For as long as I can remember, marketing teams have faced a thorny issue: technology.
Before the Internet, I helped marketing teams prepare their presentations on CD-ROM to share with their sales colleagues and manage their outbound customer email campaigns in Lotus 1-2-3 spreadsheets.
If only a few words of this sentence made sense to you, remember that I am a Gen Xer. Rough translation: “In my day, we had to walk five miles in the snow to implement a marketing strategy.”
Technology is now a central element of any go-to-market strategy. But marketing teams haven’t gotten better at managing the acquisition and implementation of the plethora of technologies needed to power their work.
But it’s not for lack of investment.
Gartner 2023 CMO Spend Survey found that marketing leaders have seen their teams’ productivity drop to new levels, despite technology investments in recent years. As the research highlights, 75% of marketers say they’re under pressure to cut back on martech spending this year. Yet Gartner also found that the biggest new investment among CMOs this year is…wait…technology. And the biggest drop? Work.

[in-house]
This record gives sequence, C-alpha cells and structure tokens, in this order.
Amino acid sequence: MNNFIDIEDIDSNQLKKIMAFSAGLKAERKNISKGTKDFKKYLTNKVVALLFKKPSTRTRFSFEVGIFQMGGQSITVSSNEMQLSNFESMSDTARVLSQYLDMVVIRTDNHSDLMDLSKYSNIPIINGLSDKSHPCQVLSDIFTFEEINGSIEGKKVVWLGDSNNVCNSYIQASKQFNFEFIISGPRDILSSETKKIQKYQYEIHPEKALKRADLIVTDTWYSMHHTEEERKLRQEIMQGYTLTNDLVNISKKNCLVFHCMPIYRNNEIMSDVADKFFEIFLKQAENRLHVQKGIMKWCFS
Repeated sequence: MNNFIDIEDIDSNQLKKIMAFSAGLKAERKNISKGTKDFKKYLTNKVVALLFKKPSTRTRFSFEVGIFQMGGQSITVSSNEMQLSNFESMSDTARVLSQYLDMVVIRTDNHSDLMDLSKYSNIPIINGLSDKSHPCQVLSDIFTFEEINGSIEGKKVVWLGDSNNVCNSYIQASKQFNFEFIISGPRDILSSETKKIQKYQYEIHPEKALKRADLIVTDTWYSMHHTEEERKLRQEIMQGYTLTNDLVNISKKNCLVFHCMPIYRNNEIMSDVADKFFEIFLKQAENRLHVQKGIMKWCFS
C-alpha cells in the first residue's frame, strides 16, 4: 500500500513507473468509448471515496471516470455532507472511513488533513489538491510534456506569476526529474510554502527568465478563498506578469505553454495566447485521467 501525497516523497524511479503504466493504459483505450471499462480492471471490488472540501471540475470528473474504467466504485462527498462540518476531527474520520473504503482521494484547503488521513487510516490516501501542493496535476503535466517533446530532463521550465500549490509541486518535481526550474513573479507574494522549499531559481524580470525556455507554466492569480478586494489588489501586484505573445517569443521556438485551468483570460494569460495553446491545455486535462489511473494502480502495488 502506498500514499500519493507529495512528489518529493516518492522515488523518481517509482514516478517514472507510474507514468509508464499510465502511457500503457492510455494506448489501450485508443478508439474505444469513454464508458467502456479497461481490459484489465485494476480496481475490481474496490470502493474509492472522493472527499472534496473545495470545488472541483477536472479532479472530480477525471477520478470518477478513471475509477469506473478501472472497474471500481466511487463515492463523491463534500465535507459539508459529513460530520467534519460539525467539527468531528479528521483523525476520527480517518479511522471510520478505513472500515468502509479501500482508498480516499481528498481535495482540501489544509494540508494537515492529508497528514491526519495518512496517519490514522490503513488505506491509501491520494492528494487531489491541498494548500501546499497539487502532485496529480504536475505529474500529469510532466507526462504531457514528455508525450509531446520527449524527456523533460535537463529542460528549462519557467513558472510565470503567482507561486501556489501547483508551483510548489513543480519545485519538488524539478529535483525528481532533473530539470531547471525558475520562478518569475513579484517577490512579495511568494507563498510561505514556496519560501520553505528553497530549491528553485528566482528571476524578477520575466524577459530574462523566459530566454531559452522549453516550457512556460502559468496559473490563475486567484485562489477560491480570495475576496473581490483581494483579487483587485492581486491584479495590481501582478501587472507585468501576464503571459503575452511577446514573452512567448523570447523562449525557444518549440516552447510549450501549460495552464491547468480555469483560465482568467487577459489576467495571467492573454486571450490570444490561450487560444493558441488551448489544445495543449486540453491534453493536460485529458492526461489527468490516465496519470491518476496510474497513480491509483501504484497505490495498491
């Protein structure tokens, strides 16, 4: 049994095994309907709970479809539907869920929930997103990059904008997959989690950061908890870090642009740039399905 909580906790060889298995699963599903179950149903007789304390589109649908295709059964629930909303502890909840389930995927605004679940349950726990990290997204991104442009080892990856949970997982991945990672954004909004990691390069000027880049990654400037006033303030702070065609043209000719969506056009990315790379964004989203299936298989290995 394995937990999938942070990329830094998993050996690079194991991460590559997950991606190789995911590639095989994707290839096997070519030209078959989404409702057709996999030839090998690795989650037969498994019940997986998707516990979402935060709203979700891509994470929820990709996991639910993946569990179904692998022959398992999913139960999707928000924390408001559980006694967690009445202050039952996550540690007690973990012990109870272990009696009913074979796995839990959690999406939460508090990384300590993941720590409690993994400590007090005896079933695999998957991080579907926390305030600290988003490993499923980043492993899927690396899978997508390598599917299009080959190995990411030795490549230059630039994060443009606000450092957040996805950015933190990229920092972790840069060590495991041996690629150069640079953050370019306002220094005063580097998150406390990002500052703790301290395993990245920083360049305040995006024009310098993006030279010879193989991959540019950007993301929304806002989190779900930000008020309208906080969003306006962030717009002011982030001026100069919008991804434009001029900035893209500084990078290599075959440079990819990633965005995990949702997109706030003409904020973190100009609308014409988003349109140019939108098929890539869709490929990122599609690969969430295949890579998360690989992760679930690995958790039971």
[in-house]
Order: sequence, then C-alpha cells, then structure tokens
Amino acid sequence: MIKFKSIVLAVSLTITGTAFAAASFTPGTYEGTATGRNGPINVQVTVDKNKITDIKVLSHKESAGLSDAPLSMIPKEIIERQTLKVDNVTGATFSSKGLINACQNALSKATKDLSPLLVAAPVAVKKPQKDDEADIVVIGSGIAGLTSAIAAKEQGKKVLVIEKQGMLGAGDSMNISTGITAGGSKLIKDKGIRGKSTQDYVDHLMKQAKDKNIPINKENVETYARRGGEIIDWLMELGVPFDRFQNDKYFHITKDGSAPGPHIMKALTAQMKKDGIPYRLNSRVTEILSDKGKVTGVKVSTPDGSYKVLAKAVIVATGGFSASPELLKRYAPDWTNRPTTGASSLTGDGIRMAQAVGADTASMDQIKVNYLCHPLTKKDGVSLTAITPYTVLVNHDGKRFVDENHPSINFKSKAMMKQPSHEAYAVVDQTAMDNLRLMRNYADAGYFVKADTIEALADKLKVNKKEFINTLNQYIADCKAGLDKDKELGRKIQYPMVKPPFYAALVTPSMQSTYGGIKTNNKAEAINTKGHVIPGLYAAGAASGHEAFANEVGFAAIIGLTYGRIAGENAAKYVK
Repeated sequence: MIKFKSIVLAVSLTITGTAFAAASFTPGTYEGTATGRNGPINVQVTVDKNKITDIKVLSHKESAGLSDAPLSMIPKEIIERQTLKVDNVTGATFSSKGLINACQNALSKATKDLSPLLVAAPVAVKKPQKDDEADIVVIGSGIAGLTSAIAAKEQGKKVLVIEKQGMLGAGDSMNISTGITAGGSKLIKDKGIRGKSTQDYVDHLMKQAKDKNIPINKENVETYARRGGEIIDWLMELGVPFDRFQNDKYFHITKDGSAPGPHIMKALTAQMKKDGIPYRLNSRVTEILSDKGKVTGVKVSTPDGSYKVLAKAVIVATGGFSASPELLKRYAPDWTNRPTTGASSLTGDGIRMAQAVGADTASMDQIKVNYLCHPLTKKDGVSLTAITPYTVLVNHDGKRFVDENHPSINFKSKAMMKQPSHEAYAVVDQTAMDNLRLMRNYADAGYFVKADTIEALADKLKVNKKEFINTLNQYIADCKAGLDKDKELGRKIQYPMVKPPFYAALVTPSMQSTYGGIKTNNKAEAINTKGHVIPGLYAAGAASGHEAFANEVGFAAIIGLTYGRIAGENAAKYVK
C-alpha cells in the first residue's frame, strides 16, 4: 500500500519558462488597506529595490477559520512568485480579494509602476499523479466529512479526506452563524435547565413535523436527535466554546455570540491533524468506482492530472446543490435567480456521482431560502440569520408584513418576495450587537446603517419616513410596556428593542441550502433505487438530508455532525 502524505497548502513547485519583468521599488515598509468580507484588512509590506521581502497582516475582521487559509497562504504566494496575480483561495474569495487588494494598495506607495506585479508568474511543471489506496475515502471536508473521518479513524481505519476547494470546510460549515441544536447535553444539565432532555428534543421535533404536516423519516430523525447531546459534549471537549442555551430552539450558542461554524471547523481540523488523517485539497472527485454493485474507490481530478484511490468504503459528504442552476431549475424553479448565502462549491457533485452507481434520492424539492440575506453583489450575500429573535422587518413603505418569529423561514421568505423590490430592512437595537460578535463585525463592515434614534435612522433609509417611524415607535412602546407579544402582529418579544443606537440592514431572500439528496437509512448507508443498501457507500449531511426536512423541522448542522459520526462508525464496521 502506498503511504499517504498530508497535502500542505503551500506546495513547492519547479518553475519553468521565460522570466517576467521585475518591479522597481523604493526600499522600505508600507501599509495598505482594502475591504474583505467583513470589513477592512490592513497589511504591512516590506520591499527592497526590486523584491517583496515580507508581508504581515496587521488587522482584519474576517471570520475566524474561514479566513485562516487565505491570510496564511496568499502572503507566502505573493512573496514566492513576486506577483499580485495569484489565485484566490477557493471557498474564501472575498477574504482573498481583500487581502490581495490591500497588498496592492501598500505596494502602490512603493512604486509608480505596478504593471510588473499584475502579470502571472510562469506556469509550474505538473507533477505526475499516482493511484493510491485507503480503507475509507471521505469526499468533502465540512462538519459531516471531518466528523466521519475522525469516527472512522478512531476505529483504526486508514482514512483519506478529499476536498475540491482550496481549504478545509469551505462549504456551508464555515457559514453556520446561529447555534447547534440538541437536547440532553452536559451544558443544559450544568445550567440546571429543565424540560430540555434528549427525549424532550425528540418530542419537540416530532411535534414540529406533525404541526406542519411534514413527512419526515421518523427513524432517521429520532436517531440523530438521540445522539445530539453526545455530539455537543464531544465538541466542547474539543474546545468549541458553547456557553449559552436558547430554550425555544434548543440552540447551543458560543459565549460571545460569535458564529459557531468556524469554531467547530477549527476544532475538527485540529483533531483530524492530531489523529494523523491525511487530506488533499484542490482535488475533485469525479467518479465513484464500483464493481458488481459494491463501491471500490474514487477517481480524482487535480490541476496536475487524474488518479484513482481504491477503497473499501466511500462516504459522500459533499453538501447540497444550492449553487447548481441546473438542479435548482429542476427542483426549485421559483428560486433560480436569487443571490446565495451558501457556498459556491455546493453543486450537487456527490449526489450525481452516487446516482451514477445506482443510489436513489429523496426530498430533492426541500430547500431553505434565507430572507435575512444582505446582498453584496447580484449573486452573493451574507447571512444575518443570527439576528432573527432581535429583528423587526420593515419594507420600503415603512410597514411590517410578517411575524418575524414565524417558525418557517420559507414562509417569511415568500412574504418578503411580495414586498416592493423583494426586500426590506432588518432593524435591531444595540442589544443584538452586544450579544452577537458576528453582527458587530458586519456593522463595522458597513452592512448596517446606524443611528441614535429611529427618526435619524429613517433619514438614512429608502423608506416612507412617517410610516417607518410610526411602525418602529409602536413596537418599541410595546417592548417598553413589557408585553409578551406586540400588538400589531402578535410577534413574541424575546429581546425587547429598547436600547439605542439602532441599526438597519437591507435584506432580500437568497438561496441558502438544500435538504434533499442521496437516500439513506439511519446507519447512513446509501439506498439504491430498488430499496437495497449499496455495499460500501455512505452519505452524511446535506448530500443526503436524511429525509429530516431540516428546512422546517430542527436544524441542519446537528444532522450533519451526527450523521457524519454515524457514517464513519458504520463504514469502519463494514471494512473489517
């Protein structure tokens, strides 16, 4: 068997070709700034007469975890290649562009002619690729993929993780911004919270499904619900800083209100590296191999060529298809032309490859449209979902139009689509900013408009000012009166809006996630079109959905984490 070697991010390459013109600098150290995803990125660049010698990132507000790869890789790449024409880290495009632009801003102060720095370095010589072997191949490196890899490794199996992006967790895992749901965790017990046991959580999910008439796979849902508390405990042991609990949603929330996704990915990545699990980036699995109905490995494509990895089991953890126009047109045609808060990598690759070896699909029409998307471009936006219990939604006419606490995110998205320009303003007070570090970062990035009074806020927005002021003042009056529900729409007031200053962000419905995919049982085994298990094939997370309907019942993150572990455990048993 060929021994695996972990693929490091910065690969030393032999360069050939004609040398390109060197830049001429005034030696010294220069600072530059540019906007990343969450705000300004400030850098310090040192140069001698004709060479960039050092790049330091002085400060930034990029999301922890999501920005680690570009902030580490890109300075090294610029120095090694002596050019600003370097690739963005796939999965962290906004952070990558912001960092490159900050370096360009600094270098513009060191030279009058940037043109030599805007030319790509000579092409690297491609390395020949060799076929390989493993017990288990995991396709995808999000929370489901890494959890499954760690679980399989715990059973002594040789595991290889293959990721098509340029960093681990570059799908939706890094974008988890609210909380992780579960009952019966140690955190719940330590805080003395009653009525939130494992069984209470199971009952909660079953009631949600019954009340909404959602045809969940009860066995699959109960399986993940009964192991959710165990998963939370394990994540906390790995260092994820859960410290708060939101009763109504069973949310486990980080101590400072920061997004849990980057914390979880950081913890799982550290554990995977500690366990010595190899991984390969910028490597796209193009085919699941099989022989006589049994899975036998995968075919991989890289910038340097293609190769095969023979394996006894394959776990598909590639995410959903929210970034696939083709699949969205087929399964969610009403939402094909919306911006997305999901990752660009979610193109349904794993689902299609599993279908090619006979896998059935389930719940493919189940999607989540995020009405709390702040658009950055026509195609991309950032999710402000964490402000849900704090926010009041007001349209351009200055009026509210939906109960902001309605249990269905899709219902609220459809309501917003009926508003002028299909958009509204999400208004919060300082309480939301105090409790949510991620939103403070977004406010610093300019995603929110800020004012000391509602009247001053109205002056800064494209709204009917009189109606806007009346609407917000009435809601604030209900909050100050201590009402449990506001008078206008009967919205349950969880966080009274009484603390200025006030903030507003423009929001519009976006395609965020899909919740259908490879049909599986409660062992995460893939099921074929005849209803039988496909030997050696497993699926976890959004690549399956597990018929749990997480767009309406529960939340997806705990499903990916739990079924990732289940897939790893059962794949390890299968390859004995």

Think about it.
Marketing teams spend so much time acquiring, implementing, learning, and managing technology that they have little time to work on what they bought the technology to help them do. It’s an endless hamster wheel.
What Marketing Leaders Don’t Know About Buying Technology
In almost all cases, the process begins with understanding how the new or replacement technology will fit into the commercialization process. But, in most cases, no defined process exist. This happens with all kinds of marketing and content technologies. But it’s especially evident in how content and marketing leaders are approaching the adoption of new generative AI tools.
Instead of starting by focusing on the fancy new capabilities that technology products offer, marketers must first determine what existing (or at least designed) processes buying the new technology will amplify, standardize, or disrupt. At scale.
I am looking for the integration of AI in the content and marketing process. I will preview two findings from the report in progress.